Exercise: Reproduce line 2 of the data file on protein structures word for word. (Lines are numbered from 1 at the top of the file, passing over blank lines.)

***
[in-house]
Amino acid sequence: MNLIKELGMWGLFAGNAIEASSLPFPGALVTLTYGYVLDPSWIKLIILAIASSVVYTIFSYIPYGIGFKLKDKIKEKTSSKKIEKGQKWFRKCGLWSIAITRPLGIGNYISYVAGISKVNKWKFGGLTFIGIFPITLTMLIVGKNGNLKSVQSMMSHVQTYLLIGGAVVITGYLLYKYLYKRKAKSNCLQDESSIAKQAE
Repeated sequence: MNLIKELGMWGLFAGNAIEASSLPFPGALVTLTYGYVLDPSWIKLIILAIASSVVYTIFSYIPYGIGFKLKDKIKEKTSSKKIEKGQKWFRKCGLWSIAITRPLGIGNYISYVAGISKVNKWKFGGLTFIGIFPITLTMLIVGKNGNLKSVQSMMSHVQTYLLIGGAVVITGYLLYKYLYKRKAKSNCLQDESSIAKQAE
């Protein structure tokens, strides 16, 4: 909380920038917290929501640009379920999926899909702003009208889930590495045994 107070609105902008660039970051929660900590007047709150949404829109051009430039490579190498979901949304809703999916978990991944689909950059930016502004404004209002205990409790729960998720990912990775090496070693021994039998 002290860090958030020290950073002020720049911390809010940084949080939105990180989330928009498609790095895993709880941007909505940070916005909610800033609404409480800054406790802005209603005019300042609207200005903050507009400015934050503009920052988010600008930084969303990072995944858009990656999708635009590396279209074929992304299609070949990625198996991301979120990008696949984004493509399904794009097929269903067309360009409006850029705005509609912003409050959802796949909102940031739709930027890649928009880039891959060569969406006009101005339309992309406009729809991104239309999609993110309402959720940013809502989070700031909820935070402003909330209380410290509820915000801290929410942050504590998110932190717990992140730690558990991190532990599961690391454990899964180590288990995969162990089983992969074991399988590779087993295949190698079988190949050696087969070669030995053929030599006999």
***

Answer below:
Amino acid sequence: MNLIKELGMWGLFAGNAIEASSLPFPGALVTLTYGYVLDPSWIKLIILAIASSVVYTIFSYIPYGIGFKLKDKIKEKTSSKKIEKGQKWFRKCGLWSIAITRPLGIGNYISYVAGISKVNKWKFGGLTFIGIFPITLTMLIVGKNGNLKSVQSMMSHVQTYLLIGGAVVITGYLLYKYLYKRKAKSNCLQDESSIAKQAE